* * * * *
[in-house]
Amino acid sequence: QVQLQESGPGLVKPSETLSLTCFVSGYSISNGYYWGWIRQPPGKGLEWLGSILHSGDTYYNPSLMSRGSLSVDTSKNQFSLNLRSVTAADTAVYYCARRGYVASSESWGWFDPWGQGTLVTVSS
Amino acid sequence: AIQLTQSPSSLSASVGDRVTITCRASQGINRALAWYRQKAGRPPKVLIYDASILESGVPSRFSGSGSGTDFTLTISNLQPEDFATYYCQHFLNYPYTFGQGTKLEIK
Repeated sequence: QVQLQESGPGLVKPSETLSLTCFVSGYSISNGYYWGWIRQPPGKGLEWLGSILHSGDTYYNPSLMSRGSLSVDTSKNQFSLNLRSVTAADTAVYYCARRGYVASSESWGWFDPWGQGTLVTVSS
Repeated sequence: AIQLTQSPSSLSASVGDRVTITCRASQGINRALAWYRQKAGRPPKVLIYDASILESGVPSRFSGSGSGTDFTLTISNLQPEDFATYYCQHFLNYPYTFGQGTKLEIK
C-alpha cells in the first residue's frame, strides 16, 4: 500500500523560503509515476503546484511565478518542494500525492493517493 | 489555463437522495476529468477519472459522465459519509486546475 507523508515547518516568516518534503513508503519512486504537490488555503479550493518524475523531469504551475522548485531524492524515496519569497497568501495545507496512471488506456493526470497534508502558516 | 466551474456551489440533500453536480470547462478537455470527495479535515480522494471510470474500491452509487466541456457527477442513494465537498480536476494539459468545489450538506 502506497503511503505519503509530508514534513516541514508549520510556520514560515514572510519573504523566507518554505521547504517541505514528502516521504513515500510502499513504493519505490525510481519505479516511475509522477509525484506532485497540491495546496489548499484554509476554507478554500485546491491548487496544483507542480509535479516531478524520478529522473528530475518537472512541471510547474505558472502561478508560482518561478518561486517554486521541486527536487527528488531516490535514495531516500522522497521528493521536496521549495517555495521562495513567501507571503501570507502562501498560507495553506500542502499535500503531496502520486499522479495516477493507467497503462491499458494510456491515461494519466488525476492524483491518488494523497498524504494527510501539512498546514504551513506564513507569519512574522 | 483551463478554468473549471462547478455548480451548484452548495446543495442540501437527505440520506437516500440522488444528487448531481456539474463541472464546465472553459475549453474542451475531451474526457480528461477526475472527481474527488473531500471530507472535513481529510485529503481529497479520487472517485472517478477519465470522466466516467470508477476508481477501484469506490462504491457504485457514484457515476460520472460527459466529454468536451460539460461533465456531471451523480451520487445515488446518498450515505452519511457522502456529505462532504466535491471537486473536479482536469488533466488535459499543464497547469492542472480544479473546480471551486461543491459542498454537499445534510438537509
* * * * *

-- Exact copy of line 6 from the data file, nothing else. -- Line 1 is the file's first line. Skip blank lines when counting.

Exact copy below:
C-alpha cells in the first residue's frame, strides 16, 4: 500500500523560503509515476503546484511565478518542494500525492493517493 | 489555463437522495476529468477519472459522465459519509486546475 507523508515547518516568516518534503513508503519512486504537490488555503479550493518524475523531469504551475522548485531524492524515496519569497497568501495545507496512471488506456493526470497534508502558516 | 466551474456551489440533500453536480470547462478537455470527495479535515480522494471510470474500491452509487466541456457527477442513494465537498480536476494539459468545489450538506 502506497503511503505519503509530508514534513516541514508549520510556520514560515514572510519573504523566507518554505521547504517541505514528502516521504513515500510502499513504493519505490525510481519505479516511475509522477509525484506532485497540491495546496489548499484554509476554507478554500485546491491548487496544483507542480509535479516531478524520478529522473528530475518537472512541471510547474505558472502561478508560482518561478518561486517554486521541486527536487527528488531516490535514495531516500522522497521528493521536496521549495517555495521562495513567501507571503501570507502562501498560507495553506500542502499535500503531496502520486499522479495516477493507467497503462491499458494510456491515461494519466488525476492524483491518488494523497498524504494527510501539512498546514504551513506564513507569519512574522 | 483551463478554468473549471462547478455548480451548484452548495446543495442540501437527505440520506437516500440522488444528487448531481456539474463541472464546465472553459475549453474542451475531451474526457480528461477526475472527481474527488473531500471530507472535513481529510485529503481529497479520487472517485472517478477519465470522466466516467470508477476508481477501484469506490462504491457504485457514484457515476460520472460527459466529454468536451460539460461533465456531471451523480451520487445515488446518498450515505452519511457522502456529505462532504466535491471537486473536479482536469488533466488535459499543464497547469492542472480544479473546480471551486461543491459542498454537499445534510438537509